Before he became President, William Henry Harrison was governor of the Indiana Territory and was behind a shady deal that screwed the American Indians there out of a good deal of their land. A great battle was fought at Tippecanoe and Harrison’s forces emerged triumphant. The brother of defeated Shawnee Chief Tecumseh, Tenskwatawa, was considered a great prophet and he supposedly cursed Harrison to die in office and the presidents that every twenty years after. And they did, Harrison was elected in 1840 and dies in 1841, Lincoln dies in 1865, Garfield in 1881, McKinley in 1901, Harding in 1923, Roosevelt in 1944, and Kennedy in 1963. Seems like being elected in a year that ends in a zero is bad luck until Reagan survives his assassination attempt in 1981.

The Curse of the Billy Goat

How ’bout them Cubbies, right? They’re the most famous Chicago sports institution and are beloved by celebrities from Bill Murray to Vince Vaughn. And years afer his death, most baseball fans can still hear Harry Carey’s famous call of “Holy Cow!” perfectly in their heads. But another Chicago institution is the Billy Goat Tavern (the inspiration behind the Saturday Night Live classic “Cheeseburger Cheeseburger” sketch) and then the owner was kicked out of a Cubs game in 1945 because his pet goat smelled too bad, the rumor is that he cursed the team to never win the National League Pennant again. They didn’t get in the World Series again for 71 years and coincidentally clinched the title on the 46th anniversary of the owner’s death.

174 – Mothman: Evil Incarnate with Loren Coleman

This week we have two 50th anniversary tragedies that we talk about on the podcast, one musical and one paranormal. The first is that in Madison we’re acknowledging the half-centennial of the death of Otis Redding, whose plane crashed into Lake Monona on December 10th, 1967. He was only 26 years old, just a year off the cursed 27 Club.

The second tragic anniversary has many more overtones of high strangeness. The Silver Bridge collapsed in Point Pleasant, West Virginia on December 15th, 2017 thirteen months to the day after the first reported sighting of the Mothman.

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The Mothman as drawn by an eyewitness in 1966.

The Mothman was a winged humanoid with red eyes that people were seeing in the area as well as getting an overwhelming sense of dread.  Once the mothman sightings started happening, other paranormal events began rearing their head. Reports of Men in Black, UFOs, prophetic dreams, and a strange grinning man by the name of Indrid Cold started circulating and everything culminated in the tragic Silver Bridge collapse that killed 46 people on December 15th, 1967.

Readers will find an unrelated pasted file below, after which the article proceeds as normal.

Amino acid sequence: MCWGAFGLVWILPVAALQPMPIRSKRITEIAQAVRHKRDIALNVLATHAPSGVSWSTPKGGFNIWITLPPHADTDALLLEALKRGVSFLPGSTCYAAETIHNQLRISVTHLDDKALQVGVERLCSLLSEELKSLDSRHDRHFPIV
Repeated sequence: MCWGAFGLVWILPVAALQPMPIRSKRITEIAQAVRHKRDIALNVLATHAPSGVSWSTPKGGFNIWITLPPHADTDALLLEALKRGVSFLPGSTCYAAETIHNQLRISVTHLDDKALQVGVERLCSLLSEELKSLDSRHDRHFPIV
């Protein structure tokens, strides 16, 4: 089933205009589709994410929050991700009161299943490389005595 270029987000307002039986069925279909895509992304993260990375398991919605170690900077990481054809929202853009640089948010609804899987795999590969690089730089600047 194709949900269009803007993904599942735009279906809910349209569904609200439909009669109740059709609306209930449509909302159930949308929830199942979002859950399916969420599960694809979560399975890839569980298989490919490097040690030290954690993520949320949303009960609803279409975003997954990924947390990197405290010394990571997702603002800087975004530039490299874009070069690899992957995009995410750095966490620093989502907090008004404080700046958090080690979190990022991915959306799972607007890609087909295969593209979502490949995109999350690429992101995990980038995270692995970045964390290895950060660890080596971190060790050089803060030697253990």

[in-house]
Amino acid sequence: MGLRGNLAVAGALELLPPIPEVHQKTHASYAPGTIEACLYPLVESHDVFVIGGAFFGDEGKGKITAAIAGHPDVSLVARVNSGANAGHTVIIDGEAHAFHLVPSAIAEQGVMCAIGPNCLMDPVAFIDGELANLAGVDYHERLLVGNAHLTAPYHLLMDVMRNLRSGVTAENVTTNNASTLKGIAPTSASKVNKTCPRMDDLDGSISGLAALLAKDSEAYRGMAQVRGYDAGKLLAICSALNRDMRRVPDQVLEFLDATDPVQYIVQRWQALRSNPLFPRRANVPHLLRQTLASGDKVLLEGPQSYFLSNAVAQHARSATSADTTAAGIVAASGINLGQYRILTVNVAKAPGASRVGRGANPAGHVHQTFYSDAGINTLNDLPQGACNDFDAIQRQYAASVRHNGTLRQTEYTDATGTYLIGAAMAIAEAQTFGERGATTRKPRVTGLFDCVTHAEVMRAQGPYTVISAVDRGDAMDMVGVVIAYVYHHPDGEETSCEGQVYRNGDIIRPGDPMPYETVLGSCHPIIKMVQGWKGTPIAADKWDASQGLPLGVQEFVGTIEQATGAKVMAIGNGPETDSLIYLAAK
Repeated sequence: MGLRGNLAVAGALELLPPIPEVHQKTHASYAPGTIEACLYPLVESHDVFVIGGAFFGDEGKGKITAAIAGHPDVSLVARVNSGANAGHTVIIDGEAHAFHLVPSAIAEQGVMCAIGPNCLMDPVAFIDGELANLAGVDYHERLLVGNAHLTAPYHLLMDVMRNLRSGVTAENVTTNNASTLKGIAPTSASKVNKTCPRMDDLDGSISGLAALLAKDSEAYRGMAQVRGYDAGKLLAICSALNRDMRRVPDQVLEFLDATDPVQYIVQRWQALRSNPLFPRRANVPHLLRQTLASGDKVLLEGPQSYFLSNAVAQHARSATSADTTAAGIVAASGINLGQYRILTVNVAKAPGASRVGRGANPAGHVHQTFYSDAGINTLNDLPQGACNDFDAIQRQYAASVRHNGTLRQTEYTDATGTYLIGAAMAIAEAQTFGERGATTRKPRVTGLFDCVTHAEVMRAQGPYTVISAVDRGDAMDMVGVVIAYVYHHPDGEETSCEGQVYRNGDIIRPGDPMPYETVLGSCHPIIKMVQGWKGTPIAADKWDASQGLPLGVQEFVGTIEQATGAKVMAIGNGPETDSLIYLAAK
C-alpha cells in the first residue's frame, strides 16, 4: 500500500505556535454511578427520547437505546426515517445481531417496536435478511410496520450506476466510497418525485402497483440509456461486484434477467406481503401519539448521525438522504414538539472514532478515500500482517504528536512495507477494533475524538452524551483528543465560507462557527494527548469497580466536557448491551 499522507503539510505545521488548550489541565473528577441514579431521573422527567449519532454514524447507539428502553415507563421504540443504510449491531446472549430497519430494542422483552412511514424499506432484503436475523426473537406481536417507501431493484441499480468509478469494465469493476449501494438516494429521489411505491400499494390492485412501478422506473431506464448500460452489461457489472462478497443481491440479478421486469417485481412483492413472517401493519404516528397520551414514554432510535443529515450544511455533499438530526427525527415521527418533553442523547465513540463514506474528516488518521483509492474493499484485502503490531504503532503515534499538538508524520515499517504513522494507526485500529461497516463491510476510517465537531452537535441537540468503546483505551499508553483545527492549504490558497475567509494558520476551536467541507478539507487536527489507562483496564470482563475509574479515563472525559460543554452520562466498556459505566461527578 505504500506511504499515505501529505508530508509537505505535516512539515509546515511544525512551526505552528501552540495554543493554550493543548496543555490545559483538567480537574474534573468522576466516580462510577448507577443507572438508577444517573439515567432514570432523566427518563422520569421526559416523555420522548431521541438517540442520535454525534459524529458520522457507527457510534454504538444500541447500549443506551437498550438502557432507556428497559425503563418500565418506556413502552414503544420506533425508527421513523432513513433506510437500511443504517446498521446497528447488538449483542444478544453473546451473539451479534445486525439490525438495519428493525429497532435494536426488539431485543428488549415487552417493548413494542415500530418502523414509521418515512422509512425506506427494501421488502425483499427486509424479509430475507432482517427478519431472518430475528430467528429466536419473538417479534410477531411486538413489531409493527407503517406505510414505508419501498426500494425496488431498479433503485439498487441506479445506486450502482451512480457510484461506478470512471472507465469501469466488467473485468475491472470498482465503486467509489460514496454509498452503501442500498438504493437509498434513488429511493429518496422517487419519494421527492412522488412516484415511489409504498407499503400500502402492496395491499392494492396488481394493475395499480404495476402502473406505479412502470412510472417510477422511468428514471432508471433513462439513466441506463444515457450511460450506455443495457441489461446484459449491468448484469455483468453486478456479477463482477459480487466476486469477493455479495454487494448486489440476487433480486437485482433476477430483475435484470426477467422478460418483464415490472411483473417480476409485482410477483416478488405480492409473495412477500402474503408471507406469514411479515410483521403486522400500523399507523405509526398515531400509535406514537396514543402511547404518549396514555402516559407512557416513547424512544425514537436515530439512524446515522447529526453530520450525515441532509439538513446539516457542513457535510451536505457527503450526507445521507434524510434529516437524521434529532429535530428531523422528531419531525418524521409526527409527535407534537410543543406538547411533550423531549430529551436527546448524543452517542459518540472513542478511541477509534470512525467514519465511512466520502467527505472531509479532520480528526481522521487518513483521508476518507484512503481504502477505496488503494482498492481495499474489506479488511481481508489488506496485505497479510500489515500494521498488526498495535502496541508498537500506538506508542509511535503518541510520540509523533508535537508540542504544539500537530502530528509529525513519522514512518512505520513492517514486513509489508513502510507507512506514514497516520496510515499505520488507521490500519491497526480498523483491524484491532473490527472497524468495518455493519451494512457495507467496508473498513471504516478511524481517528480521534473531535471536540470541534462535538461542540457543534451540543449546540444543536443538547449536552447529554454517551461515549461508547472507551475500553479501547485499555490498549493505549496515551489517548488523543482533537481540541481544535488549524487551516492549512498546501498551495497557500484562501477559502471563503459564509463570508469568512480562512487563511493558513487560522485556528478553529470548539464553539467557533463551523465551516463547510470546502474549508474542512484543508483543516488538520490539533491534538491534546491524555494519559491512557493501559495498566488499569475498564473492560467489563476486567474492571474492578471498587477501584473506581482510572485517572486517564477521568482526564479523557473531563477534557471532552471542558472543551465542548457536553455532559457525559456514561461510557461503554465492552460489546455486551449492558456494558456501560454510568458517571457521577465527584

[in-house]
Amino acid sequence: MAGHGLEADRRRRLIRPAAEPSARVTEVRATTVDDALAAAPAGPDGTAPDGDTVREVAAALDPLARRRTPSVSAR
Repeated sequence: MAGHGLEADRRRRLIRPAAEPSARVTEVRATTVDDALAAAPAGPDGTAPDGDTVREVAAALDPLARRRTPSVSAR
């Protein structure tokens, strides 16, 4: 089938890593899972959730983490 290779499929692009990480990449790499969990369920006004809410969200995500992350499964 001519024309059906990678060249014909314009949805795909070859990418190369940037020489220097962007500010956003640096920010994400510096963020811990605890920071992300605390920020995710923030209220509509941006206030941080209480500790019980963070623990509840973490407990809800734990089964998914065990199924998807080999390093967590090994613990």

Researcher John Keel famously collected all these stories and really created the modern narrative of the Mothman with his book, The Mothman Prophecies, in 1975.  It famously becomes a big Hollywood movie in 2002. When Keel became unable to do press for the film, he called upon his old friend  Loren Coleman to handle the interviews.

loren coleman mothman evil incarnate
Allison Jornlin with Loren Coleman (second from left) at the 2016 Milwaukee Paranormal Conference

Now to say that Loren is a noted cryptozoologist is an understatement, he’s one of the most respected researchers in the field and I’ve been reading his books for decades. He wrote Mothman and Other Curious Encounters in 2002 and even John Keel called it “the most complete overview of the phenomenon.”

Fast forward to 2017 and the Mothman is back in the headlines. This time with alleged sightings all over the Chicagoland area. Allison from Milwaukee Ghosts has been going to the location of the sightings that have been reported and creating videos of the area to help people visualize them. It’s an eye opening look into the painstaking investigative process. Check out her YouTube channel to see her dozens of on-location videos at http://www.youtube.com/mothman.

The anniversary of the Silver Bridge collapse, December 15th, is also  Loren Coleman’s latest book comes out , Mothman: Evil Incarnate. The Mothman hasn’t been content to be in the shadows. Loren talks about the Mothman Death Curse and the misfortune that seems to surround people who find themselves investigating this strange phenomenon decades after the original incident, book, and movie.

This episode is not only a great primer in the history of the Mothman case, but it’s also an insightful look into how Loren Coleman became one of the world’s greatest cryptozoologists as Allison and I get to discuss his investigative process with him.

To get a signed copy of Mothman: Evil Incarnate, click here to buy a signed copy from Loren’s awesome International Cryptozoology Museum in Portland, Maine.

In the episode, we also talk about Wendy’s visit to the Mothman museum in Point Pleasant, West Virginia and her pilgrimage to the new Silver Bridge. Wendy watched The Mothman Prophecies and listened to the original book this summer on a roadtrip and you can check out her reactions above as part of Scott Markus‘ fun video series “A Ghost Hunter Watches”.

One of the things that was surprising about the Mothman story is how UFOs and weirdness seems to occur in Point Pleasant as well, it’s like they didn’t just get one X-File, they got the whole cabinet. Indrid Cold was a mysterious character who showed up during the events and asked people about the lights they saw in the sky. He made mysterious phone calls to Keel, talked to the local reporter, and even was said by one report to speak to someone telepathically.  He was so smily and strange, they called him The Grinning Man.